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It's the dust colored one tire dude.....

AKA Surviving the South Texas Pucker Brush

The Suburban was the dustiest vehicle on the premises

Some of our Winter Texans that are planning on an oil field gate guard job invest quite a bit of time researching their new jobs before they head off down to South Texas and I gotta give ’em credit.  Miss Kathy calls it due diligence and thorough research is recommended because it is different down here.  A wonderful place to get tons of specific info is on our Oil Field Gate Guard Message Forum.  It is just chock full of helpful people.  So much stuff on the internet is as worthless as a white crayon so finding a spot where the folks are actually walkin’ the walk is invaluable.  So anyway,  you have done your due diligence.  You picked up a long handled hoe to behead the buzz tails,  you have two air conditioners because July is just by god hot, maybe you even get an extra baby ‘fridge because you know it might be a long way to town.  So you are thinking you are all set, right?

Well, mostly that would be true but when I was getting new tires on the Suburban Friday I got to thinking about some stuff that maybe a noob would miss or not expect.  You can read and read and read but most folks are not expecting the extremes.  The veterans tend to just blow off the way the wind howls or the ever present dust or the noise because that is just the way it is.  On the other hand, a noob is going to be terrified the first time the wind blows at 40mph+ all day long and their big ol’ motor bus is just reelin’ and rockin’ or they dust off every thing inside and by supper every surface is covered again with a thin layer of fine caliche dust. It is maddening.

Yeah, the dust.  Everybody mentions the caliche dust.  The dust is a nuisance but it can also ruin electronic equipment especially cameras.  Everybody has one of those little pocket cameras where the lens scooches back into the camera and the little shutters cover up the lens when you turn it off. Pretty cool, huh?  It ain’t enough to keep the dust out folks.  If you leave that camera laying around, the dust WILL work its’ way inside eventually.  It will scratch the lens and get inside the body of the camera before it is all said and done.  We never leave our Nikon COOLPIX S9300 laying out unprotected for any reason. Miss K got that camera for me last Christmas and it is just too good to treat in haphazard fashion.  We always zip in its’ little protective pouch.  The other thing I have never heard mentioned is Valley Fever.  Valley Fever is a fungal infection you get from breathing coccidioidomycosis spores that are present in some soils in the southwestern U.S.   It is present in our current area outside of Cotulla,TX.  It just stands to reason if the soil ain’t laying on the ground where it is supposed to be and instead it is howlin’ around your head in a 40mph breeze; that can’t be good business.  People get it, pets get it.  It can be serious business.  If the dust is really bad, Tuco the Dog gets put up inside the Old Girl.   I guess I am not that smart because I tend to venture out in it regardless.  It is what it is.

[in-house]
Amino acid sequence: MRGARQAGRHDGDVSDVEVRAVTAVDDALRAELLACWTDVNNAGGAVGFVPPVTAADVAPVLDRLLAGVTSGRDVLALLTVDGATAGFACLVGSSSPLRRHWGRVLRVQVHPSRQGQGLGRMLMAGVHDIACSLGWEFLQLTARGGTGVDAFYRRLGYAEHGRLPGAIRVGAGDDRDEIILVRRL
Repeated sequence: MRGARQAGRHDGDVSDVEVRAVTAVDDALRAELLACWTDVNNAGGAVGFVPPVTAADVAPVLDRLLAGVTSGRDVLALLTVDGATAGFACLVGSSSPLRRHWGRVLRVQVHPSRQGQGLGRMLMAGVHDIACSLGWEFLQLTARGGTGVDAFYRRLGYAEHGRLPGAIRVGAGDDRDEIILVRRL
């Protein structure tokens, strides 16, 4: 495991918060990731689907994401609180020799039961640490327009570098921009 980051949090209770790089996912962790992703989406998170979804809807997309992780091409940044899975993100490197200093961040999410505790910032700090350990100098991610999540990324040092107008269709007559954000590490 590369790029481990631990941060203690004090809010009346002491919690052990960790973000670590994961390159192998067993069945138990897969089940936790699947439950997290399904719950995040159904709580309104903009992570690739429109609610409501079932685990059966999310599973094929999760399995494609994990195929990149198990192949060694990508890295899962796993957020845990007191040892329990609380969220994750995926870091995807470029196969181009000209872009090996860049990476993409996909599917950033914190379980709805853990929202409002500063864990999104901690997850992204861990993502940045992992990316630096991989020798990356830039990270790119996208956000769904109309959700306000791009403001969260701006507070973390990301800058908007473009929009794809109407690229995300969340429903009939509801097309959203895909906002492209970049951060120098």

You are going to need sun glasses as well and I see that mentioned but it is never emphasized quite enough.  The glare off this white caliche rock will ruin you after a few hours if you are not wearing sunglasses.  If you wear contacts, I would pretty much forget that.  I have never worn them but I would think as much dust as I rake out of my eyeballs daily that contacts would be miserable.  You do need two pairs of prescription glasses as well.  The dust is going to scratch the lenses of the ones you wear outside in pretty short order and the lifestyle itself plays hell on the hardware.  I have two pairs of broken glasses right now.  One pair is patched up with JB Weld on the nosepiece and the other pair has electrical tape holding the ear dealio on.  Just call me the nerd boy of the Nueces because that is exactly what I look like.  The logistics of getting a set of glasses replaced is formidable.  I am gonna have to drive 90 miles to San Antone, get an exam,  pick out the frames and then most likely go back up there in a few days to pick them up.  If I have to get ’em fitted a second time because  they are rubbin’ the hide off my ear or nose, there goes another 180 mile round trip and a half a day gone.

I read a post from someone some months back that was new to gate guarding and their first assignment was 20 miles down a bad caliche rock road.    On the way to the pad, first shot out of the gun, they had two blowouts.  That is pretty hard core but it does happen.  The reason being these sharp rocks, cactus spines and mesquite thorns can slice and dice a city feller’s tires all to pieces.  I put Goodrich All Terrain T/A KO’s on the Suburban in February of 2010 and a little over 40k miles later they looked like a 400lb Pit Bull had been gnawing on them every day.  Those were not cheap tires folks and they were well regarded as far as severe service but this country beat ’em.  Now, mind you, I never had a severe failure out of them even with all the scrappin’ around I do.  I did have one puncture when we were in Terlingua.  It was a deck screw in the tread and I count that off as being just how it goes some time; no fault of the tires.